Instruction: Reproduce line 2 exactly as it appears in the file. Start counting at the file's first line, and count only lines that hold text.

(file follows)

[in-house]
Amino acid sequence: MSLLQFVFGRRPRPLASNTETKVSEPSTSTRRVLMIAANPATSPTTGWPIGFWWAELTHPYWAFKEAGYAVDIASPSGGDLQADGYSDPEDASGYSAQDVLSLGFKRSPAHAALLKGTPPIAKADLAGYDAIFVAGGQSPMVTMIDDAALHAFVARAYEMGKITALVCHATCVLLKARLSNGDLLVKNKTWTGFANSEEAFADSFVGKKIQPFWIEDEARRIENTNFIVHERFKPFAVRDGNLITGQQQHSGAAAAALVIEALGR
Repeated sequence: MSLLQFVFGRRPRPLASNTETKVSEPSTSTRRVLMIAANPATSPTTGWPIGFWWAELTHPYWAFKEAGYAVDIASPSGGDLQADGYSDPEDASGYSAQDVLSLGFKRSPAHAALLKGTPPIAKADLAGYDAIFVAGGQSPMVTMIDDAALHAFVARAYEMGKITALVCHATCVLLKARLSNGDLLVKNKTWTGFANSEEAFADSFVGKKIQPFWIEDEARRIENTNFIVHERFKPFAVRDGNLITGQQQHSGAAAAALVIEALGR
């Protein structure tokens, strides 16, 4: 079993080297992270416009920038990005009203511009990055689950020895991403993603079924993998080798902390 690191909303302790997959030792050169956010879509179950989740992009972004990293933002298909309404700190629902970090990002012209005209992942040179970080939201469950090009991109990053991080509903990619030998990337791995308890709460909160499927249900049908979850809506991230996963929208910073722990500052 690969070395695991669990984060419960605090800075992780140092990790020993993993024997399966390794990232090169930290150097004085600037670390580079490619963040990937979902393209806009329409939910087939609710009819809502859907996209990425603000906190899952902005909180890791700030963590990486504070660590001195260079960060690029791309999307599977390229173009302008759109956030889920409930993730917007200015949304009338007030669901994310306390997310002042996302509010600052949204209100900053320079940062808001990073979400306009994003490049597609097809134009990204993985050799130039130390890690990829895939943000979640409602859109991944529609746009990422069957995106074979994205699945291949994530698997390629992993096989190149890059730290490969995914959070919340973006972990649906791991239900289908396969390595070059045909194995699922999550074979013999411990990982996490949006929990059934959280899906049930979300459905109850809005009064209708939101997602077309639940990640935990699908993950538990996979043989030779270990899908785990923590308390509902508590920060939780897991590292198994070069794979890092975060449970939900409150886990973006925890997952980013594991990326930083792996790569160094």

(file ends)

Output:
Amino acid sequence: MSLLQFVFGRRPRPLASNTETKVSEPSTSTRRVLMIAANPATSPTTGWPIGFWWAELTHPYWAFKEAGYAVDIASPSGGDLQADGYSDPEDASGYSAQDVLSLGFKRSPAHAALLKGTPPIAKADLAGYDAIFVAGGQSPMVTMIDDAALHAFVARAYEMGKITALVCHATCVLLKARLSNGDLLVKNKTWTGFANSEEAFADSFVGKKIQPFWIEDEARRIENTNFIVHERFKPFAVRDGNLITGQQQHSGAAAAALVIEALGR